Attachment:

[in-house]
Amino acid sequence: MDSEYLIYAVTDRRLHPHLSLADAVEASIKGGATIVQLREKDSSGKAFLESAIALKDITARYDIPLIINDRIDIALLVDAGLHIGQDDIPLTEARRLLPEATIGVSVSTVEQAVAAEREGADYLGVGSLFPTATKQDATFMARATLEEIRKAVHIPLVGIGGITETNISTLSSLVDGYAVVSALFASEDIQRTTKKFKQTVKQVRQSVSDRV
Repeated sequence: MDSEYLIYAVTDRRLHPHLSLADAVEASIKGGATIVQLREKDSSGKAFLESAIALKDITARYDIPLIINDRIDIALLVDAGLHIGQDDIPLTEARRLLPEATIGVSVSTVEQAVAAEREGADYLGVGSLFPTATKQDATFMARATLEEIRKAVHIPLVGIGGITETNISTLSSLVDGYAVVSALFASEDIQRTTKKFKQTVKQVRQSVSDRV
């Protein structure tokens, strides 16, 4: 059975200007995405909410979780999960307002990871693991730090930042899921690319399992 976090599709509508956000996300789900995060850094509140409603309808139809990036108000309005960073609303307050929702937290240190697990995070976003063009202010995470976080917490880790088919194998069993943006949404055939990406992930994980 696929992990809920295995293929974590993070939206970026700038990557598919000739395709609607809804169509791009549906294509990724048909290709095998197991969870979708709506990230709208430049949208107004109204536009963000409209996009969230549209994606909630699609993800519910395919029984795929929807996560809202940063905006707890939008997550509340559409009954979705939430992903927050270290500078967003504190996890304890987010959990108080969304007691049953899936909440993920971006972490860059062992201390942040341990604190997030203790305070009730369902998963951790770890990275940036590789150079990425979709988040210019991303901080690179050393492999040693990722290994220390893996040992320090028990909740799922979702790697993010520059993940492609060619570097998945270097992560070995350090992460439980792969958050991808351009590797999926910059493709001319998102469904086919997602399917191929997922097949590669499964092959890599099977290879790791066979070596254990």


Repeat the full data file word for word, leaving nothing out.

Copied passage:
[in-house]
Amino acid sequence: MDSEYLIYAVTDRRLHPHLSLADAVEASIKGGATIVQLREKDSSGKAFLESAIALKDITARYDIPLIINDRIDIALLVDAGLHIGQDDIPLTEARRLLPEATIGVSVSTVEQAVAAEREGADYLGVGSLFPTATKQDATFMARATLEEIRKAVHIPLVGIGGITETNISTLSSLVDGYAVVSALFASEDIQRTTKKFKQTVKQVRQSVSDRV
Repeated sequence: MDSEYLIYAVTDRRLHPHLSLADAVEASIKGGATIVQLREKDSSGKAFLESAIALKDITARYDIPLIINDRIDIALLVDAGLHIGQDDIPLTEARRLLPEATIGVSVSTVEQAVAAEREGADYLGVGSLFPTATKQDATFMARATLEEIRKAVHIPLVGIGGITETNISTLSSLVDGYAVVSALFASEDIQRTTKKFKQTVKQVRQSVSDRV
């Protein structure tokens, strides 16, 4: 059975200007995405909410979780999960307002990871693991730090930042899921690319399992 976090599709509508956000996300789900995060850094509140409603309808139809990036108000309005960073609303307050929702937290240190697990995070976003063009202010995470976080917490880790088919194998069993943006949404055939990406992930994980 696929992990809920295995293929974590993070939206970026700038990557598919000739395709609607809804169509791009549906294509990724048909290709095998197991969870979708709506990230709208430049949208107004109204536009963000409209996009969230549209994606909630699609993800519910395919029984795929929807996560809202940063905006707890939008997550509340559409009954979705939430992903927050270290500078967003504190996890304890987010959990108080969304007691049953899936909440993920971006972490860059062992201390942040341990604190997030203790305070009730369902998963951790770890990275940036590789150079990425979709988040210019991303901080690179050393492999040693990722290994220390893996040992320090028990909740799922979702790697993010520059993940492609060619570097998945270097992560070995350090992460439980792969958050991808351009590797999926910059493709001319998102469904086919997602399917191929997922097949590669499964092959890599099977290879790791066979070596254990």